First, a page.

A recorded interaction between visiting NATO protesters and Chicago police suggests that some officers are expecting violent encounters with demonstrators.
In a video being circulated by Occupy Chicago, unnamed civilians identified as visitors traveling to participate in the NATO Summit protests are stopped by police, apparently for pulling into private property while trying to turn their car around, according to audio from the recording.
During the interaction, men who are allegedly Chicago police officers ask the protesters if they have "something planned for next week."
After police search the car, the conversation returns to the upcoming protests, and one alleged police officer mentions the 1968 Democratic Convention, which famously erupted into violence in Chicago when demonstrators clashed with police and the Illinois National Guard.
"See these guys know, '68, these guys know all about '68," one voice allegedly belonging to a police officer says to the protesters. "What did they say back in '68?" one officer asks.
"Billy club to the f***ing skull," the voice of another man, allegedly a police officer, says.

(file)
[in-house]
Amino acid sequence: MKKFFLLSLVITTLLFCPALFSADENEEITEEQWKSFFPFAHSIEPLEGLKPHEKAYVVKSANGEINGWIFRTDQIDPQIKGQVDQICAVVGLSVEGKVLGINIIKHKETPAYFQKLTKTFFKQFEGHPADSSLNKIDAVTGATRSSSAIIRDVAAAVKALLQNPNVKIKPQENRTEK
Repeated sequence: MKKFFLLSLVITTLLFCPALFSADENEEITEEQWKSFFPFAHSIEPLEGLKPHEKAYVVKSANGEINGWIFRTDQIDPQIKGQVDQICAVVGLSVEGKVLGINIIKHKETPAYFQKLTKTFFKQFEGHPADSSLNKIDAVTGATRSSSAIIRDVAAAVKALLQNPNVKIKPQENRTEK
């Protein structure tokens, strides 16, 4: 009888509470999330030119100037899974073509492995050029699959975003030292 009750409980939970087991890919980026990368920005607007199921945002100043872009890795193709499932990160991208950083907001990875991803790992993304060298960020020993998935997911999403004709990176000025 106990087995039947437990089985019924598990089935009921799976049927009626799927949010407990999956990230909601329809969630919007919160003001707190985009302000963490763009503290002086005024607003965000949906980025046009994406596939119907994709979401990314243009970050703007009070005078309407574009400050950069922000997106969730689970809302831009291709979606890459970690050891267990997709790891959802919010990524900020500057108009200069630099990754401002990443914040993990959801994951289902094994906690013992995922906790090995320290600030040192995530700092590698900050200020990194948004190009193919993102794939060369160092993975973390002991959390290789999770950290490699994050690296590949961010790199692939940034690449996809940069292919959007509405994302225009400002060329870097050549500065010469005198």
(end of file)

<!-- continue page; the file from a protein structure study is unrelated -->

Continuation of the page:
At the mention of race issues being a factor in the '68 riots, one alleged officer says "okay, now we'll beat your white ass."
Before the protesters seem to be dismissed, one of the car's passengers tells police they'll see them at NATO next weekend.
"We'll come look for you, each and every one of you," says one man, who is allegedly a police officer.
The interaction reinforces suspicions across the city that the three-day NATO Summit heading to downtown Chicago May 19-21 will include heated confrontations between visiting protesters and police.
The city has been preparing for the worst in recent months, ordering 3,000 new face shields for police protection in February and recently releasing a security plan that includes lockdowns of main expressways and attractions across the Loop.
Occupy Chicago has played a large role in organizing demonstrations during the weekend of the NATO Summit, with major events planned that include a rally led by Iraq Veterans Against The War and a march demanding the U.S. pull out of Afghanistan on Sunday, and a demonstration against federal Boeing funding on Monday.
Occupy Chicago is working with other Occupy Wall Street offshoots to bus protestors from across the country to Chicago to make political statements to visiting dignitaries, according to ABC.
Recording on-duty police officers without their consent is a felony under Illinois law, though a series of court cases challenging the legislation have been met with conflicting rulings. Most recently, a federal court determined Tuesday that forbidding recordings "likely violated" the First Amendment.
The Chicago Police Department did not immediately respond to requests for comment.